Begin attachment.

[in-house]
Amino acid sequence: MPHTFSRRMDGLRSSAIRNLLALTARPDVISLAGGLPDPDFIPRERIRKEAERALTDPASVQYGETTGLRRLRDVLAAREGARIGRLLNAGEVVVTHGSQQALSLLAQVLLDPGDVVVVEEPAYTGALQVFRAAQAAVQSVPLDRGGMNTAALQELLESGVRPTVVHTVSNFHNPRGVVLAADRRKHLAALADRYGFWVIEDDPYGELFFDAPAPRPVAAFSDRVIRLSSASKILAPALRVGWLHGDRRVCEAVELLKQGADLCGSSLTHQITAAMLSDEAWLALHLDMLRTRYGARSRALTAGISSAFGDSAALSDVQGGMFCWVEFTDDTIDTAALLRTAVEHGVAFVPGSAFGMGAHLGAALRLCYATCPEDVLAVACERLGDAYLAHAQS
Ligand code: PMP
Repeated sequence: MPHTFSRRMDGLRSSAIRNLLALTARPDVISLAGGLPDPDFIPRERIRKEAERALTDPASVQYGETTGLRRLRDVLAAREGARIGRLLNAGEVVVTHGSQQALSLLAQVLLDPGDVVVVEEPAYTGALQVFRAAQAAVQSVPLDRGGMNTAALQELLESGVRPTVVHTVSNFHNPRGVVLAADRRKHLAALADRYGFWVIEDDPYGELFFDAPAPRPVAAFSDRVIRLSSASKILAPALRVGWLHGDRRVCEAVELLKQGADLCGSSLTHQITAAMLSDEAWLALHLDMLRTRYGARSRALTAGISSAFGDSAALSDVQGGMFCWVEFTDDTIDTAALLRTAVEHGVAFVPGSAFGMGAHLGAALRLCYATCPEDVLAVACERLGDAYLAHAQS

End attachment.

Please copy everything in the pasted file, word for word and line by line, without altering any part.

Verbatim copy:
[in-house]
Amino acid sequence: MPHTFSRRMDGLRSSAIRNLLALTARPDVISLAGGLPDPDFIPRERIRKEAERALTDPASVQYGETTGLRRLRDVLAAREGARIGRLLNAGEVVVTHGSQQALSLLAQVLLDPGDVVVVEEPAYTGALQVFRAAQAAVQSVPLDRGGMNTAALQELLESGVRPTVVHTVSNFHNPRGVVLAADRRKHLAALADRYGFWVIEDDPYGELFFDAPAPRPVAAFSDRVIRLSSASKILAPALRVGWLHGDRRVCEAVELLKQGADLCGSSLTHQITAAMLSDEAWLALHLDMLRTRYGARSRALTAGISSAFGDSAALSDVQGGMFCWVEFTDDTIDTAALLRTAVEHGVAFVPGSAFGMGAHLGAALRLCYATCPEDVLAVACERLGDAYLAHAQS
Ligand code: PMP
Repeated sequence: MPHTFSRRMDGLRSSAIRNLLALTARPDVISLAGGLPDPDFIPRERIRKEAERALTDPASVQYGETTGLRRLRDVLAAREGARIGRLLNAGEVVVTHGSQQALSLLAQVLLDPGDVVVVEEPAYTGALQVFRAAQAAVQSVPLDRGGMNTAALQELLESGVRPTVVHTVSNFHNPRGVVLAADRRKHLAALADRYGFWVIEDDPYGELFFDAPAPRPVAAFSDRVIRLSSASKILAPALRVGWLHGDRRVCEAVELLKQGADLCGSSLTHQITAAMLSDEAWLALHLDMLRTRYGARSRALTAGISSAFGDSAALSDVQGGMFCWVEFTDDTIDTAALLRTAVEHGVAFVPGSAFGMGAHLGAALRLCYATCPEDVLAVACERLGDAYLAHAQS